There is a general reluctance for parties to accept or deal on the back of Letters of Comfort. This reluctance is fueled by the presumption that, unlike an indemnity or guaranty, Letters of Comfort are usually regarded as nothing more than a “… mere gentleman’s agreement’ which is unenforceable in law.
Often times, holders of Letters of Comfort who have “gotten their fingers burnt” by contracting on the back of such letters, usually resign their fate on the belief that they have no recourse in law against the issuing party. But is this really the case?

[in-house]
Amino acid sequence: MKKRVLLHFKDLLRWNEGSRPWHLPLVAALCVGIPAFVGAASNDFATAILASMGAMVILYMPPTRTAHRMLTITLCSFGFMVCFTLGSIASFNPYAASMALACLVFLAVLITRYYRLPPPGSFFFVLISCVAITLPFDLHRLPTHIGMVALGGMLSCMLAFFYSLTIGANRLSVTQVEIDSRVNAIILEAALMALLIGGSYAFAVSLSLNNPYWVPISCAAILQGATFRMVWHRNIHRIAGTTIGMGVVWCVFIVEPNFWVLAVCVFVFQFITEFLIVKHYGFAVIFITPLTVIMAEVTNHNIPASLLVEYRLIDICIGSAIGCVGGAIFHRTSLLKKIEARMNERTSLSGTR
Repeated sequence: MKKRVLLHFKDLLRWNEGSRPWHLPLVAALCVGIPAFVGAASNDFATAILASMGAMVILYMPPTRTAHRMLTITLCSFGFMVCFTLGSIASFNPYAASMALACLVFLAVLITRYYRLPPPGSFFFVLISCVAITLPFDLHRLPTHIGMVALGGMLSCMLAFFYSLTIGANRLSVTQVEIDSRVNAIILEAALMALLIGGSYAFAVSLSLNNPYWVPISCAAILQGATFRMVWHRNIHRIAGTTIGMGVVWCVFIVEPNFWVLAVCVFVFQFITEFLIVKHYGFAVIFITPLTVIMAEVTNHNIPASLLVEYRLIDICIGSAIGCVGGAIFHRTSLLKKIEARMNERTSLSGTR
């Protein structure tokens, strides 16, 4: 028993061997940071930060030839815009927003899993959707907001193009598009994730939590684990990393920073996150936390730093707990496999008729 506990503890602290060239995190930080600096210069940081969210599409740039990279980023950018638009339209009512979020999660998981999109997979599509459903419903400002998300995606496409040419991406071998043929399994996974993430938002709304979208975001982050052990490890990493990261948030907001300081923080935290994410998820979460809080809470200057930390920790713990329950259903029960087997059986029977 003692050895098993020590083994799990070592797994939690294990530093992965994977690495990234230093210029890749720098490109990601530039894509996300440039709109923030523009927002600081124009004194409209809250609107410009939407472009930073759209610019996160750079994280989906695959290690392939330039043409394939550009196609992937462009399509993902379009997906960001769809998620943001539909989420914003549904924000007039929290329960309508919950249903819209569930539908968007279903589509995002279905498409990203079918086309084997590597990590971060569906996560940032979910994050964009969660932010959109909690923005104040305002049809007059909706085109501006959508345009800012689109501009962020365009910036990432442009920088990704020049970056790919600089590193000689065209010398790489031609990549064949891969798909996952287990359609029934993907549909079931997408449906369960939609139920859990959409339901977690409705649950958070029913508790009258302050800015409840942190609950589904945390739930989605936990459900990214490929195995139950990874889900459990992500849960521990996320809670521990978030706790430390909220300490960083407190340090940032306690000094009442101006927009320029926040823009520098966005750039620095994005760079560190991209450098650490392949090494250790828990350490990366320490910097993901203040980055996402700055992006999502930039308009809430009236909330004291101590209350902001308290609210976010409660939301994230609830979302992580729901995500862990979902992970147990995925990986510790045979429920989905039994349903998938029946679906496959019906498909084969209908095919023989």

This article examines the credibility of this conventional notion and more importantly considers the growing judicial attitude of the courts to enforcing Letters of Comfort.